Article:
azekura 校倉
KEY WORD : architecture / storehouses
A storage facility constructed of logs *azegi 校木, cut in appropriate lengths to be piled up horizontally to make the walls. Best known are those with the logs cut in triangular shape and chamfers made along each angle. Sometimes the logs are circular or square. The logs are laid so that they interlock with each other at the corners. There are no corner pillars. The flat side always faces inward to make a smooth wall, while the diagonally cut parts face outward making a 'saw tooth' pattern. Most azekura are relatively small, having only one storage area; however, the *Shousouin 正倉院 at Toudaiji 東大寺 in Nara, the oldest extant and the largest such structure, is composed of two azekura storage facilities connected by a center section enclosed with planks. Most azekura have roofs with double beam and strut construction *nijuubari 二重梁. Because of its large dimensions, the Shousouin originally had a triple beam roof framework. (now replaced by a Western style truss). The roof of the Toudaiji sutra repository has a framework of diagonal braces with center struts *sasu 扠首. Storehouses usually have hip roofs *yosemune-zukuri 寄棟造. Storehouses with rounded logs are called marukikura 丸木倉 and those made of heavy timber planks, atsu-ita 厚板, are called itakura 板倉. The term kousou 甲倉, meaning a 'first-class storehouse' was used in ancient times. From the Heian period to the 13c, the characters 校倉 were used, but later azekura was written 叉倉.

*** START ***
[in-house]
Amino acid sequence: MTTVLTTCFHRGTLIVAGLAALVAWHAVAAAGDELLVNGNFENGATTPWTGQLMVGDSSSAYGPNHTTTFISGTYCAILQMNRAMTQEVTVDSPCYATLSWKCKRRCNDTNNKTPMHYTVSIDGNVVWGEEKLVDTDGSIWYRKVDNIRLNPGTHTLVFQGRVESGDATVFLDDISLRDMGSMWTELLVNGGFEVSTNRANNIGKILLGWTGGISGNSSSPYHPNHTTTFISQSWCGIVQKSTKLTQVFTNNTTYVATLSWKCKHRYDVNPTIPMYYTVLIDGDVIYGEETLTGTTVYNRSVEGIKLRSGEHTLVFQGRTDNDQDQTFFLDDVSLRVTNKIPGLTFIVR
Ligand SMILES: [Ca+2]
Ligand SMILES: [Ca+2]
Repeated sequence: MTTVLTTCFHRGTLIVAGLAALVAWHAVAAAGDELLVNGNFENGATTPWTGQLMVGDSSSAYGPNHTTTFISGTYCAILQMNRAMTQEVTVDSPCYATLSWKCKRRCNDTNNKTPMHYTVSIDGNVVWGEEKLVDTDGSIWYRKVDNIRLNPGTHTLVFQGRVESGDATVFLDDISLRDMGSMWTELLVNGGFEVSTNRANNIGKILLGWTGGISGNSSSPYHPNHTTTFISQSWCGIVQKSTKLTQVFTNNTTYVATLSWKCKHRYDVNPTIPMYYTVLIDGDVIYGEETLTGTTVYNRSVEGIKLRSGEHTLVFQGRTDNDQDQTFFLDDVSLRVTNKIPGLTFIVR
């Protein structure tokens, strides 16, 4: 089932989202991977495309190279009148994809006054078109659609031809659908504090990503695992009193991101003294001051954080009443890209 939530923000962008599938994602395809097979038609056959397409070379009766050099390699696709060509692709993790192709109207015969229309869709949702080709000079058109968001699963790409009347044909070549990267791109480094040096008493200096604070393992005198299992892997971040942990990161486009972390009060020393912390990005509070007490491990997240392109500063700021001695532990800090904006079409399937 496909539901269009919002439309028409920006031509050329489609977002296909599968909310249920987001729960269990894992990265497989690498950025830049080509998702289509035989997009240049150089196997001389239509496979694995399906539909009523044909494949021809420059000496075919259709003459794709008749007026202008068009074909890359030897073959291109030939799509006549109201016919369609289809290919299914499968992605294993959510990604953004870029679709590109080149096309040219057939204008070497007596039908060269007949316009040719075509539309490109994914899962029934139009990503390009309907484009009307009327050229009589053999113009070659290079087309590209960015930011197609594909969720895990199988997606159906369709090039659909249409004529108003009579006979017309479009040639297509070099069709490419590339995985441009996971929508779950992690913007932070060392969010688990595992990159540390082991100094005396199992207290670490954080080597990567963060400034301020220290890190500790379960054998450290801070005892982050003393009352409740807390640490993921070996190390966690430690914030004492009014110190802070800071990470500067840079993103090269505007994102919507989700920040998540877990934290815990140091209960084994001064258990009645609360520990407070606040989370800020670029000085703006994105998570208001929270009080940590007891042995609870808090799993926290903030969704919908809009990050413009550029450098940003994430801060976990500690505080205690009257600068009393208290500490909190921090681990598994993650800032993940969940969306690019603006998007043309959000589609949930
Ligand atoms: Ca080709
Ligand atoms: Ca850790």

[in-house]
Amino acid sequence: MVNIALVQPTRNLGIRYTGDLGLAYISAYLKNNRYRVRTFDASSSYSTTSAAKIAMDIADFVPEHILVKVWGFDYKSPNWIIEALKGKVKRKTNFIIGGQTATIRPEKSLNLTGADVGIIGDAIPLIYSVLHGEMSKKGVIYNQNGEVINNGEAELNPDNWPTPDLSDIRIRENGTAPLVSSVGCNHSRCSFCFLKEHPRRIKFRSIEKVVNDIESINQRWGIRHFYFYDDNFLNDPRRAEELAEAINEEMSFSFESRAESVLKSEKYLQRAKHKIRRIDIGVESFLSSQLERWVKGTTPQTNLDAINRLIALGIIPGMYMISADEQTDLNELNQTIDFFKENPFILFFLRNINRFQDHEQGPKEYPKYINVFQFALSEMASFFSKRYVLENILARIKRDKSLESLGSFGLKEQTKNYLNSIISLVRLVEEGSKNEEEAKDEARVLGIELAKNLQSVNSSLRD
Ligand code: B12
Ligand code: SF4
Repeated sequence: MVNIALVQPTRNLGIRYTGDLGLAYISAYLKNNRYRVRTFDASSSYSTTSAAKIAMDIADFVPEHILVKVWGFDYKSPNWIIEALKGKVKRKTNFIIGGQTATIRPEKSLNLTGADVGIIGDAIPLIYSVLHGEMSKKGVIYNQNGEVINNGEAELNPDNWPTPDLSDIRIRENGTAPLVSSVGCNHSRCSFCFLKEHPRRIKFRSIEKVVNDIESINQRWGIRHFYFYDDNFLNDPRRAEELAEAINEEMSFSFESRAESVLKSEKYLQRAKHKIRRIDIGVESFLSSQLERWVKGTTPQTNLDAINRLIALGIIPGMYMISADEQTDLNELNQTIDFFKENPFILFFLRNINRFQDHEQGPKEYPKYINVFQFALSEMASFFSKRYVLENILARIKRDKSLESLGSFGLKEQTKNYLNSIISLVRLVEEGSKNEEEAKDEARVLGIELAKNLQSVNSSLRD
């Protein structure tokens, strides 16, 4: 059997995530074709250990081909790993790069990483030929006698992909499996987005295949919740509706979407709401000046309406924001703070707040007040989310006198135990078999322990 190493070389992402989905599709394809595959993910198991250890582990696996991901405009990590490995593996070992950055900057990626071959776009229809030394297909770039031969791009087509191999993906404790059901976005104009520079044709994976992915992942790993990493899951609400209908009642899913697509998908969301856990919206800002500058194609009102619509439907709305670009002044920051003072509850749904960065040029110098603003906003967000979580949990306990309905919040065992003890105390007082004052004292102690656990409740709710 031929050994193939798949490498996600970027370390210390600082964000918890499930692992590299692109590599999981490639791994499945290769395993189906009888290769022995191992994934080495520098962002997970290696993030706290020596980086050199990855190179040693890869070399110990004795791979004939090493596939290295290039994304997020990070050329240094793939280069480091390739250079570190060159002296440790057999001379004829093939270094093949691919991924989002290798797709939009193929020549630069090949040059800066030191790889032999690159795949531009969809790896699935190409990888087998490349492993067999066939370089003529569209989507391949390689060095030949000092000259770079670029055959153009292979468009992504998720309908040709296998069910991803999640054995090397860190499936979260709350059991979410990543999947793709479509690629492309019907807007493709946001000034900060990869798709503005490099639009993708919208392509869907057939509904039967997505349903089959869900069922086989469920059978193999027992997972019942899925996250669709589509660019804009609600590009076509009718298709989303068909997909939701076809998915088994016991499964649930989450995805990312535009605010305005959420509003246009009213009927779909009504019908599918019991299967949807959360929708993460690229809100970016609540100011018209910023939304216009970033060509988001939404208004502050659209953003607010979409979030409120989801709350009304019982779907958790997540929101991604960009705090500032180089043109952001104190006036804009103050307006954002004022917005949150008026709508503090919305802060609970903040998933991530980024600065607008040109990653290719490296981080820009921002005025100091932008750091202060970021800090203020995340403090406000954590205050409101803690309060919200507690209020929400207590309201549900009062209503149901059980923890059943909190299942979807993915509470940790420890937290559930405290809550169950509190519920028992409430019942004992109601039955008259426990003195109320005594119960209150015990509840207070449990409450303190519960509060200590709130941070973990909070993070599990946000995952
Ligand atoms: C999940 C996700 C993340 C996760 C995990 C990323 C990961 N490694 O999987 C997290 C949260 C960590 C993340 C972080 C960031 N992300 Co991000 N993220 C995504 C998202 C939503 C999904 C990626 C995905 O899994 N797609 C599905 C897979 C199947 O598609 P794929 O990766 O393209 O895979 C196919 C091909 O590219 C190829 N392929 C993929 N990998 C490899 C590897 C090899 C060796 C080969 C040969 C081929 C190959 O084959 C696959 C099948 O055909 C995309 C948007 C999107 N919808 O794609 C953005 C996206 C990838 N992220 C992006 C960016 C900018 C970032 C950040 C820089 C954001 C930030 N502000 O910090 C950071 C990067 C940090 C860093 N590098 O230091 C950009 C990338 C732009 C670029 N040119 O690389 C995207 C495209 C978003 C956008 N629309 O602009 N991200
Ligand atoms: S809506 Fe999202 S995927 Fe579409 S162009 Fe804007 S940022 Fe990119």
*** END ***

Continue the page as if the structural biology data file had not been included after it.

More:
Toudaiji Shousouin 東大寺正倉院 (Nara)


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